by Thom Ernst Friday January 20, 2012

Director Nicholas Ray loves when things get out of hand, when tempers and sanity become so frayed that things start turning surreal. He relishes the idea of creating opportunities for his actors to let loose and chew up as much scenery as their on screen time allows.

 In Rebel Without a Cause (1955) he allows James Dean to contort his face into a grieving heap of twisted flesh, and his hands into gnarled, arthritic looking claws as he screams, "You're tearing me apart!"   Everything about that moment tells us that it shouldn't work; it's too big, too extreme, and too over wrought.  And yet it has become a classic movie moment, and a signature line for James Dean.

In Johnny Guitar, (1954)  Ray creates the first (assumed) gay western character with Joan Crawford's Vienna.  The film is decidedly campy, and yet Martin Scorcese calls it "compulsive viewing".  And it is.  But even the idea of casting Crawford suggest that Ray has a taste for keeping things slightly off kilter.   

Then in Bigger Than Life following on the heels of Rebel Without a Cause, Ray does something unexpected, he casts James Mason.  Mason has a refinement and structure that seems to oppose Ray's grand sensibility for the excessive.  But it's a clever thing he does here - Mason is cast as type; a good father and husband and respected teacher, who then must progress in the film to play against type - an irrational bully capable of causing great harm to his family.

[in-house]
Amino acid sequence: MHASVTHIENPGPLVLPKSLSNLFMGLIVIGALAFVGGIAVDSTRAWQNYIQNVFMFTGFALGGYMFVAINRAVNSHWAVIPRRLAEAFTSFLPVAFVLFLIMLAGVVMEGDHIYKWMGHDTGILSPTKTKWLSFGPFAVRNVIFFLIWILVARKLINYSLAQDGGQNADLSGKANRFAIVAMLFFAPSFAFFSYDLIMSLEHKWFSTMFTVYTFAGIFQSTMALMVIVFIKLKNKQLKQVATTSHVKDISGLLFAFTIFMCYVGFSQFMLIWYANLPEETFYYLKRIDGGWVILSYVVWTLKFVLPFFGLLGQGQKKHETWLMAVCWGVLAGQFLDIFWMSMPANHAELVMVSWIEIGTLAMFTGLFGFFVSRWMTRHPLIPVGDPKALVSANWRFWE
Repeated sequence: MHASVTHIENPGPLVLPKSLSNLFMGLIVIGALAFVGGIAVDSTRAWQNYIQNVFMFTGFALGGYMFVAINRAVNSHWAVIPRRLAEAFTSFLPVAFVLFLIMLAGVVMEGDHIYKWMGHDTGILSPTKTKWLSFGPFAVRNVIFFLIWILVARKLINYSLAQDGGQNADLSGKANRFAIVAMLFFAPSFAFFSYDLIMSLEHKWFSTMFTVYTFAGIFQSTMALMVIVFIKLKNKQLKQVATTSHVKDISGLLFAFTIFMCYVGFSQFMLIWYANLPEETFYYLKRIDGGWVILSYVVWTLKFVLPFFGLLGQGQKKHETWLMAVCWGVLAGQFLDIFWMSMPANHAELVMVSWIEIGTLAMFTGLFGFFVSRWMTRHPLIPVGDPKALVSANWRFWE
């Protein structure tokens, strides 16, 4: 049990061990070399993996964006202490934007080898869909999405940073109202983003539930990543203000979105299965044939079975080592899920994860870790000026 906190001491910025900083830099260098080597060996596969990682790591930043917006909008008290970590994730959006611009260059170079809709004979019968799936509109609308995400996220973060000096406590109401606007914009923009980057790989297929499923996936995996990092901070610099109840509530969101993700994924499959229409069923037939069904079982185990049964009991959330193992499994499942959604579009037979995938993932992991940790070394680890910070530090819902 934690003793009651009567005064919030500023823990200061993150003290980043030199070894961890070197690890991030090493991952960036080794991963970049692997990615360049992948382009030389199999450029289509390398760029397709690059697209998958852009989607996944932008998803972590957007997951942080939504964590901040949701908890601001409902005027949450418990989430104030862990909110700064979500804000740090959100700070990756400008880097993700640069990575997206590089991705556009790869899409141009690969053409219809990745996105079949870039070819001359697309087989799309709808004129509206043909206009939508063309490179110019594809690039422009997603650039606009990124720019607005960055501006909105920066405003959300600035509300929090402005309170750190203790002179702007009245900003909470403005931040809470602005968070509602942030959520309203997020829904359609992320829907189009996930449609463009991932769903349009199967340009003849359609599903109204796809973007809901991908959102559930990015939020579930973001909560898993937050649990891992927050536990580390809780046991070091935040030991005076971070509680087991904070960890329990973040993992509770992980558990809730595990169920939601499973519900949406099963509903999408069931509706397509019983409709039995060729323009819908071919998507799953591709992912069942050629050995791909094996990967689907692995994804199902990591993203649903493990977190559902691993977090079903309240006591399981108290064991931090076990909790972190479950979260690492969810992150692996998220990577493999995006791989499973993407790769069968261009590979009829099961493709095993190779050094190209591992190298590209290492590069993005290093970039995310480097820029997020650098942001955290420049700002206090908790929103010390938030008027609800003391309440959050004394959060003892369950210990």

The melodrama is thick in Bigger Than Life and yet it is one of Nicholas Ray's most effective and powerful dramas.

Mason is a man given an experimental drug that cures him of a potentially fatal ailment.  When one pill makes him feel better he figures two pills with make him feel good, three pills will make him feel great and so on until he undergoes a Jeckyl and Hyde transformation, that changes his personality into something dangerously psychotic.

Like most of Ray's movies, there are huge moments of dramatic flare and license that test the realms of feasibility, but the effect does not ring false but rather catapults us into the kind of theatre where illusion plays a more important role than reality.

Bigger Than Life was recommended to me by a viewer.  Could I remember who gave me that recommendation I would call, first to let him know that we're airing his suggestion and second to thank him for introducing me to the film. 

Bigger Than Life is screened with Half Nelson on Saturday Night at the Movies January 21st at 8pm.

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